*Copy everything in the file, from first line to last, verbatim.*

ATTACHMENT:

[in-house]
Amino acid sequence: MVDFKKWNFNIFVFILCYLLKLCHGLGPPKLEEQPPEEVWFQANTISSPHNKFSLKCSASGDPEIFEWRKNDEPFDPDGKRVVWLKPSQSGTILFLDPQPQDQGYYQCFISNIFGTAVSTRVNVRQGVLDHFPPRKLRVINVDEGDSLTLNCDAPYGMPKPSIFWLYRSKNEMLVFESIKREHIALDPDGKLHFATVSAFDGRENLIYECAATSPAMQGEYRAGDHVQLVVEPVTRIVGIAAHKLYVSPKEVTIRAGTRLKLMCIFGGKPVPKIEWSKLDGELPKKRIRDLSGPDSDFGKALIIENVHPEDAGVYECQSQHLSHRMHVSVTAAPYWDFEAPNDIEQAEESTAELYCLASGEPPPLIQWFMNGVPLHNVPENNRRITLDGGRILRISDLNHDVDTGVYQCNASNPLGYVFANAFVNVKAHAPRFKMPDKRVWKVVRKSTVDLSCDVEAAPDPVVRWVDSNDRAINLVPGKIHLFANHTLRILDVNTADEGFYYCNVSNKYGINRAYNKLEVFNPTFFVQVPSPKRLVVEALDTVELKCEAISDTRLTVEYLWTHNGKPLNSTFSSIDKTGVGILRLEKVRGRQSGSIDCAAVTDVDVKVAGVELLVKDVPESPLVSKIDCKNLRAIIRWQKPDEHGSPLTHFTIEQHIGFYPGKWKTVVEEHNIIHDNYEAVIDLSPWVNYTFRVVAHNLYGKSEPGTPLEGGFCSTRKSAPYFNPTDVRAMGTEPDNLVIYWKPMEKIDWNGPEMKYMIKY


[in-house]
Amino acid sequence: MVDFKKWNFNIFVFILCYLLKLCHGLGPPKLEEQPPEEVWFQANTISSPHNKFSLKCSASGDPEIFEWRKNDEPFDPDGKRVVWLKPSQSGTILFLDPQPQDQGYYQCFISNIFGTAVSTRVNVRQGVLDHFPPRKLRVINVDEGDSLTLNCDAPYGMPKPSIFWLYRSKNEMLVFESIKREHIALDPDGKLHFATVSAFDGRENLIYECAATSPAMQGEYRAGDHVQLVVEPVTRIVGIAAHKLYVSPKEVTIRAGTRLKLMCIFGGKPVPKIEWSKLDGELPKKRIRDLSGPDSDFGKALIIENVHPEDAGVYECQSQHLSHRMHVSVTAAPYWDFEAPNDIEQAEESTAELYCLASGEPPPLIQWFMNGVPLHNVPENNRRITLDGGRILRISDLNHDVDTGVYQCNASNPLGYVFANAFVNVKAHAPRFKMPDKRVWKVVRKSTVDLSCDVEAAPDPVVRWVDSNDRAINLVPGKIHLFANHTLRILDVNTADEGFYYCNVSNKYGINRAYNKLEVFNPTFFVQVPSPKRLVVEALDTVELKCEAISDTRLTVEYLWTHNGKPLNSTFSSIDKTGVGILRLEKVRGRQSGSIDCAAVTDVDVKVAGVELLVKDVPESPLVSKIDCKNLRAIIRWQKPDEHGSPLTHFTIEQHIGFYPGKWKTVVEEHNIIHDNYEAVIDLSPWVNYTFRVVAHNLYGKSEPGTPLEGGFCSTRKSAPYFNPTDVRAMGTEPDNLVIYWKPMEKIDWNGPEMKYMIKY